Maumoon Abdul Gayoom, the then Maldivian ambassador to the UN was voted the President and ruled it for three decades successively. It was under him that the country achieved an international profile and became a member of the South Asian Association for Regional Co-operation (SAARC) and the Commonwealth. Gayoom was replaced by Mohammed Nasheed in 2008 after Nasheed fought against the government, demanding democracy and freedoms that weren’t allowed the Maldivian people at the time, even going to prison for his controversial criticisms and actions.
For a while Nasheed’s whirlwind democracy seemed to be solely focused on climate change and environmental policy and going so far as to hold a one-of-a-kind underwater, ‘scuba’ cabinet meeting. Perhaps fitting for a president of the low-lying Maldives islands, he has been recognized internationally for his eco-efforts and has even been referred to as an ‘eco-rock star’.
However, this focus on environmental preservation, albeit good news for tourists, also lead to further radicalization of certain Islamic groups within the Maldives, and also a dichotomy amongst his followers and the Gayoom Loyalists, who all started to question president Nasheed’s policies.
After the 2012 coup d’etat, the Maldivian president was deposed and the vice president Dr. Mohamed Waheed Hassan was declared the president. On November 2014 the current president His Excellency Yamin Abdul Gayoom was elected on after beating the President Nasheed.
In the 20th century, development started slowly due to the Second World War during which some real hardships like shortage of rice and other basic necessities, the outbreak of illness happened that killed a significant amount of the population. In 1942, the Maldives declared itself a republic for the first time, and built a new constitution and elected a new president, Mohammed Amin Didi. A subsequent interlude of Sultanate ruling appeared during which the Maldives received its independence from the British, on 26 July 1965, and also joined the United Nations.
Two years after, the sultanate was declared over, and the second republic was established, with Ibrahim Nasir as president.
There are several versions of the Portuguese occupation of the Maldivian isles. One of them states that this was part of their attempt to expand trade over the Indian Ocean and had only set up a trading post in the country, while another describes the construction of a fort and a factory in Malé, the island from which the Sultan ruled, and soon overpowered the sultanate following which Captain Andreas Andre ruled for the next 15 years. The Portuguese were inevitably defeated by Mohammed Thakurufaanu, a national hero, who succeeded in defeating the outsiders.
The Portuguese and the rajahs of Cannanore in South India had tried several times to take control of the islands, but the Maldivians requested protection from the Dutch. What kept the Dutch and the rest of Europe possibly, including the British from colonizing the islands themselves was probably due to the severe conditions in the islands at the time, like the lack of good ports, the persistent malaria and other infections, the remoteness and other factors.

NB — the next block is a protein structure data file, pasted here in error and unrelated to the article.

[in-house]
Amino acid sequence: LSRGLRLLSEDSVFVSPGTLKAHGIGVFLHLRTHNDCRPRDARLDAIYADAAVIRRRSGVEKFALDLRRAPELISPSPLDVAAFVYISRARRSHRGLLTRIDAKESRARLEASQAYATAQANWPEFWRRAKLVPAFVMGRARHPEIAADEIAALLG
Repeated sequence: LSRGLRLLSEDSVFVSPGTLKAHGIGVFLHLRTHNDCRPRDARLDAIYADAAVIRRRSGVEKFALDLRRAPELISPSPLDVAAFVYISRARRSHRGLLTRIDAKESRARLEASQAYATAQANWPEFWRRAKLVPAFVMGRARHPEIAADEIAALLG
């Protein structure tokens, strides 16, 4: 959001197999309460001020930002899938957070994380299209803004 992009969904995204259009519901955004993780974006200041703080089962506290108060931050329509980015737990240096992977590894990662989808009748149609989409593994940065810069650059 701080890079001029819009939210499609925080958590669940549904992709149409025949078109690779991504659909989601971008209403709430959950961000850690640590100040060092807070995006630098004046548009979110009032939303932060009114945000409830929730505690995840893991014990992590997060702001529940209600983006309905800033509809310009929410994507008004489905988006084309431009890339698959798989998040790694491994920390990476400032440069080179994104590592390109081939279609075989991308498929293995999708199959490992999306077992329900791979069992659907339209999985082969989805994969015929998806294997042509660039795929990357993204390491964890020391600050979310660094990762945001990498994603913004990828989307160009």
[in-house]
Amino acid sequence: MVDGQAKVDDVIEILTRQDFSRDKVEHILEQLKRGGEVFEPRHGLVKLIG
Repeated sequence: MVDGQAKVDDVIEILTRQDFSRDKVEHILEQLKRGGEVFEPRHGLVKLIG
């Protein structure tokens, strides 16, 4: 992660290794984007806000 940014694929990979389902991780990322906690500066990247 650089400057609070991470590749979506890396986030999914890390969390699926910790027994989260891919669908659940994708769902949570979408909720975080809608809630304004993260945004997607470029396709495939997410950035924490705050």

Finally, only to save Maldives from the dominating trade of Bombay Borah merchants, the ruling sultan formalized the status of the British as protector by signing a treaty.
En Route to the Far East, Arabian traders frequently stopped at the Maldives as a pit stop to the Far East countries. Arabs have been in the Maldives since the 2nd century AD during which time the Maldives was known as Dibajat. The island nation was also referred to as the ‘Money Isles’, due to the fact that the beaches of the country had huge quantities of cowry shells, which were once used as currency.
The person entitled with the savior of the Maldivian people was Abu Al Barakat, a North African Arab, who converted the Maldivian people to the Islamic Religion. Following that, the country was ruled by six dynasties of sultanates before invaders from Portugal arrived.
Thor Heyerdahl a prominent archaeologist had discovered that the Maldives was a trading point for many empires like the Romans, Egyptians, Indus Valley and Mesopotamians as long as since about 2000 BC. Before the presence of Buddhists was established about 500 BC, it is believed that sun-worshippers called the Redhin were present in the Maldives. Excavations have found the likes of Buddhist stupas and idols, which reveal the Buddhist roots of the Maldivian people.
The vibrant history of the Maldivian people was shrouded in mystery and sand, until several archaeological sites were excavated. To the surprise – and perhaps horror – of the 100% Muslim country, the country turned out to have a culture that was essentially Buddhist.
Tourism and visiting the local island communities was strictly regulated until recently. Only now, the tourists visiting the Maldives are beginning to discover the inherent beauty that isn’t as manicured as one finds in resort settings.